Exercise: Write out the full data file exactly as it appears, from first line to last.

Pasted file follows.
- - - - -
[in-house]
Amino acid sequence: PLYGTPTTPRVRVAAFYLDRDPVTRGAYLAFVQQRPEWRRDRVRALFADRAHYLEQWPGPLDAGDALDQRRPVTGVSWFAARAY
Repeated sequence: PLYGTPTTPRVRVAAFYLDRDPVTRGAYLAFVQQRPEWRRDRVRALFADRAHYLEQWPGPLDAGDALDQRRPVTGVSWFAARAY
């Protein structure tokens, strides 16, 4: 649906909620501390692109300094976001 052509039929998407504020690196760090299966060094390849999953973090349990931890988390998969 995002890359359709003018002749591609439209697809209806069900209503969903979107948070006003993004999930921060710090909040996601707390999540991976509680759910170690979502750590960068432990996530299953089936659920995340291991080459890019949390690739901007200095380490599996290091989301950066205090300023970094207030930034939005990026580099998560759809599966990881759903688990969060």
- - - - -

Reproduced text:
[in-house]
Amino acid sequence: PLYGTPTTPRVRVAAFYLDRDPVTRGAYLAFVQQRPEWRRDRVRALFADRAHYLEQWPGPLDAGDALDQRRPVTGVSWFAARAY
Repeated sequence: PLYGTPTTPRVRVAAFYLDRDPVTRGAYLAFVQQRPEWRRDRVRALFADRAHYLEQWPGPLDAGDALDQRRPVTGVSWFAARAY
């Protein structure tokens, strides 16, 4: 649906909620501390692109300094976001 052509039929998407504020690196760090299966060094390849999953973090349990931890988390998969 995002890359359709003018002749591609439209697809209806069900209503969903979107948070006003993004999930921060710090909040996601707390999540991976509680759910170690979502750590960068432990996530299953089936659920995340291991080459890019949390690739901007200095380490599996290091989301950066205090300023970094207030930034939005990026580099998560759809599966990881759903688990969060």